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Discussion in 'Raising Baby Chicks' started by PeacockMan, Apr 9, 2012.
Does anyone know if Purina Start & Grow medicated starter have a wormer?
No and you shouldn't need to be worming baby chicks.
Medicated starter of any brand is only a coccidiostat for the condition of coccidiosis.
Cecal worms get bound up in the whole life cycle and can be in the embryo before the chick is born. What should I do about them if young chicks should not be wormed?
A healthy bird can sustain a minor parasite load.
I don't live in the south where it never gets cold and apparently worms are a bigger issue but I've never had to worm a chicken in my life. That's thousands of chickens and hatching many hundreds of eggs. If you have a concern have a fecal sample done by a vet or contact your state agricultural extension office to find where to have it done.
I wouldn't worm any animal unless I knew they had worms.
Prophylactic worming can bring about resistant worms in as little as 6 generations unless the medication is changed frequently.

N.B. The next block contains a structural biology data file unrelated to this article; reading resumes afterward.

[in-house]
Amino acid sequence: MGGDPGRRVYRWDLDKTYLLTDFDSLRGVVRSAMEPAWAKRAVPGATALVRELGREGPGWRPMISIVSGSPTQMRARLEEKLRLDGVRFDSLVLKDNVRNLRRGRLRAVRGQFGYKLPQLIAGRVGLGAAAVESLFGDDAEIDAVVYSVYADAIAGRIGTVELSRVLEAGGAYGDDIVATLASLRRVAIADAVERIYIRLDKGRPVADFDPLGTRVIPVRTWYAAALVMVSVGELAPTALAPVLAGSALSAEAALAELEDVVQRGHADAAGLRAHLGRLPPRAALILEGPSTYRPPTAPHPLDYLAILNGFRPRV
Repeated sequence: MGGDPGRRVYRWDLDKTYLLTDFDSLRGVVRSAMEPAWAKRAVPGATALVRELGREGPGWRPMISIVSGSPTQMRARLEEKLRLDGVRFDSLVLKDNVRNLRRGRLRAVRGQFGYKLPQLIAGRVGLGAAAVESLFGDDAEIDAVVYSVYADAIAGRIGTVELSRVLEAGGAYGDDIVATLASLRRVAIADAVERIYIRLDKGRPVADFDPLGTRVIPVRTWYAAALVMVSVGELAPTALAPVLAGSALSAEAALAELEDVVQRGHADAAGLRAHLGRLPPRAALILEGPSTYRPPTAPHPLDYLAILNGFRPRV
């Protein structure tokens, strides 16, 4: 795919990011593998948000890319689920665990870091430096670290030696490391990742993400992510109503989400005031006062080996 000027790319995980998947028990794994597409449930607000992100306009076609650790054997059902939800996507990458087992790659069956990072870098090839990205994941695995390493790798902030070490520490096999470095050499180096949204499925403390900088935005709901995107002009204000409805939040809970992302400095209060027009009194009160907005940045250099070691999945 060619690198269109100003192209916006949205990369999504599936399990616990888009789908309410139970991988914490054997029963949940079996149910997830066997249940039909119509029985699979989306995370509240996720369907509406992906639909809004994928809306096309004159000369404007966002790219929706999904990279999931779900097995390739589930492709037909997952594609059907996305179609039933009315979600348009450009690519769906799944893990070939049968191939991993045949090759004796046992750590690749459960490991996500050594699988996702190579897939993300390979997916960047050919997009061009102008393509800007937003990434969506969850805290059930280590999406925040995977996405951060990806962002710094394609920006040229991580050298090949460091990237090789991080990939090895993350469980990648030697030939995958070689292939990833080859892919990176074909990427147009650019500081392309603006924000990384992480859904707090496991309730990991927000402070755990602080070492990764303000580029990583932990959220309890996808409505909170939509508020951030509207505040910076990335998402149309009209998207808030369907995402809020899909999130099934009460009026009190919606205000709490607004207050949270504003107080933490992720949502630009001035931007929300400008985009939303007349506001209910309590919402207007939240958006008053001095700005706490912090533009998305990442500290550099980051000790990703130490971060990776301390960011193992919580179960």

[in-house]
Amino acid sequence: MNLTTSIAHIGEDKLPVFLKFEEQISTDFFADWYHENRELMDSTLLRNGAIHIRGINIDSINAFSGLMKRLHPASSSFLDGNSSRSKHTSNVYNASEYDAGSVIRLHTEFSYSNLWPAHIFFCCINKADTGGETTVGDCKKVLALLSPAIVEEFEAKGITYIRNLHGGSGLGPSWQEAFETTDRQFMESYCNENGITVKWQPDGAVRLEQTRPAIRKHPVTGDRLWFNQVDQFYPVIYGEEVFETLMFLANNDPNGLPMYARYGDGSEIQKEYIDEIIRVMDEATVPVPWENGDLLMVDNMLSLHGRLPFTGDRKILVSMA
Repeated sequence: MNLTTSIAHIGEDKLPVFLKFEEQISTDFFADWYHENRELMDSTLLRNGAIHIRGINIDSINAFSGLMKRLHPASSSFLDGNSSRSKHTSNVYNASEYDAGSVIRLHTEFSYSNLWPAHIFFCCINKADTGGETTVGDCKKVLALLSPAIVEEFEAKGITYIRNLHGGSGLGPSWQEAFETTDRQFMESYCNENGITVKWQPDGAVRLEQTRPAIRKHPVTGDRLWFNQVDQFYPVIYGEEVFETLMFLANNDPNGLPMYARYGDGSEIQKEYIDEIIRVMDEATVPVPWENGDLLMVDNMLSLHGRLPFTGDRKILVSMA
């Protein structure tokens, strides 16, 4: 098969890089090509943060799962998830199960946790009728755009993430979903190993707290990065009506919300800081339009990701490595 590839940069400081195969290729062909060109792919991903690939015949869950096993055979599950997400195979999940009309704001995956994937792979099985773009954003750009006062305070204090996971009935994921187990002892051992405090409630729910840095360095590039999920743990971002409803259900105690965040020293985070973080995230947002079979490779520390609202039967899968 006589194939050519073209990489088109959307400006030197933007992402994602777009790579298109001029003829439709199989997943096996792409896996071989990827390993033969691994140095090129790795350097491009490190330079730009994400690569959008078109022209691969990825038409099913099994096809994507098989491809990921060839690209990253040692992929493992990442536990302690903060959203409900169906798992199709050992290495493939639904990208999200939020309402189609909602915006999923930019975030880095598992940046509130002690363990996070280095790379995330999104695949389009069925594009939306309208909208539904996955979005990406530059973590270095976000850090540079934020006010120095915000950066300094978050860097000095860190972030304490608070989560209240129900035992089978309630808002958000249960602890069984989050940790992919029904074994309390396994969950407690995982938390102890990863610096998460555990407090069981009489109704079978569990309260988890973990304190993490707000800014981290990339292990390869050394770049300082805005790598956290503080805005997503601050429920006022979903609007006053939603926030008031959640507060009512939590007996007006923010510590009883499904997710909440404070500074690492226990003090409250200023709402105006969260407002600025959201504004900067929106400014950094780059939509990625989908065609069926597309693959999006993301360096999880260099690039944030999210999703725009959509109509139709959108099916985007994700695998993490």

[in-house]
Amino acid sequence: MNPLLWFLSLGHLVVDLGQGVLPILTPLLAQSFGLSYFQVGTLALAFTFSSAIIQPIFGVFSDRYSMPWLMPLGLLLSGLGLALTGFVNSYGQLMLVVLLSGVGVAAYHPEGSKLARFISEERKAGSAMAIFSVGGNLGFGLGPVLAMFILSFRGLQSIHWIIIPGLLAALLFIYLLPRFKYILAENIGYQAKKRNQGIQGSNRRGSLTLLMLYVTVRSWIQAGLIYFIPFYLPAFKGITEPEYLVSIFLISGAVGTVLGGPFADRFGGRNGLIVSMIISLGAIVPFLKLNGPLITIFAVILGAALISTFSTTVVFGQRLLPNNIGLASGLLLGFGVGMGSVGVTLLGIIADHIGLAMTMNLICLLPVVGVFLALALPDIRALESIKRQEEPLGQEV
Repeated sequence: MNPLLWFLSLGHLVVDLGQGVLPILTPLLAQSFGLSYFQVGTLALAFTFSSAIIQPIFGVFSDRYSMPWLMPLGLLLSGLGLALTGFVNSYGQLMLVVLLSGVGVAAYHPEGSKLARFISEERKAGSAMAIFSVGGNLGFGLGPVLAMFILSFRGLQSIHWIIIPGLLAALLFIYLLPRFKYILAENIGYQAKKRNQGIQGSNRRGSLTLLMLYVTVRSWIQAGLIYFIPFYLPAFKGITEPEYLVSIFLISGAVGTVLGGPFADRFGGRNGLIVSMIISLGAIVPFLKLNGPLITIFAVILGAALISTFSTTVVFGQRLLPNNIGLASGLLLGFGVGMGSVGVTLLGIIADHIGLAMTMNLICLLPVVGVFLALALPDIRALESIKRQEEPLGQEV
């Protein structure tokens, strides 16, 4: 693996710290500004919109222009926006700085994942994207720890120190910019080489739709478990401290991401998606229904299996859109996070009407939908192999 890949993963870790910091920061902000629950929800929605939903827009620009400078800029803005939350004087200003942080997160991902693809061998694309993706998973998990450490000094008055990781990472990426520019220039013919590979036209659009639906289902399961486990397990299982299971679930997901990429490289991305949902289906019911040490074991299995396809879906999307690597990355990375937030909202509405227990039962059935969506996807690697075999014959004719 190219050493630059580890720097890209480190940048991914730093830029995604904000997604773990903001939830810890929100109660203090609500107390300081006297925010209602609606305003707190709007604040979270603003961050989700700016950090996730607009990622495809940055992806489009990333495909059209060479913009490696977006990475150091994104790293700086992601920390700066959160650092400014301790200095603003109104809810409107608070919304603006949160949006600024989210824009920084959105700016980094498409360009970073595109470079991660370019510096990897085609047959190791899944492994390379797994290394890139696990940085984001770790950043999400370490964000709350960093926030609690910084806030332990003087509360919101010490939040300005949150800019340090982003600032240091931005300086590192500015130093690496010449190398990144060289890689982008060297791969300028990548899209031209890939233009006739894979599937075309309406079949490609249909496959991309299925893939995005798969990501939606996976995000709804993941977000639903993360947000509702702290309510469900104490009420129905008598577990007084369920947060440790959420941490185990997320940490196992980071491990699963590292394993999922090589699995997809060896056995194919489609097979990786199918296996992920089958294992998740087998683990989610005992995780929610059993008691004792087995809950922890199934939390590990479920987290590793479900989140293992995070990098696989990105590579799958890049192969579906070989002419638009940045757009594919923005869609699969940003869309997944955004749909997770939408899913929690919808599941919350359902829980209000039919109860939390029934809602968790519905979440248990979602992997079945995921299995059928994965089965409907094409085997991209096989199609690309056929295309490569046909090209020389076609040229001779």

I have had my barred rocks on bare dirt in Georgia for 3 years since they were 4 weeks old and they have never, ever had a parasite load that became a problem. They have also never been wormed.
Let the horse go before the cart. Baby chicks are already stressed enough as is. You should be concerned about your source of chicks if you know you will have a problem with cecal worms in the parent population. I very much suspect that breeder flocks are maintained as necessary for large hatchery supply (Cackle, Ideal, McMurray, Meyer, etc).
I wormed my young laying flock and it was both completely unnecessary and expensive. I will use old wives remedies like cayenne pepper and squash seeds and treat once a year during molt from this point forward. There are people who swear by worming on the order of several times a year in the south, but I suppose it's a matter of objective. I can't afford to lose a month's worth of eggs three or four times a year.
I raise peacock. Chickens are more resistant carriers of cecal worms. The eggs can live in soil for up to two years. So peacock, turkey, pheasant and the like should never range where chickens have been nor should they ever be housed or cooped where chickens have stayed as they are less resistant. The cecal worm is even more problematic because it carries the heterakis gallinae protozan which can also be passed through the egg. Older birds of this kind become resistant carriers if they make it to six months of age but it is deadly to chicks. I have yet to find young peacock, turkey or pheasants that can "carry a load of it" and remain healthy.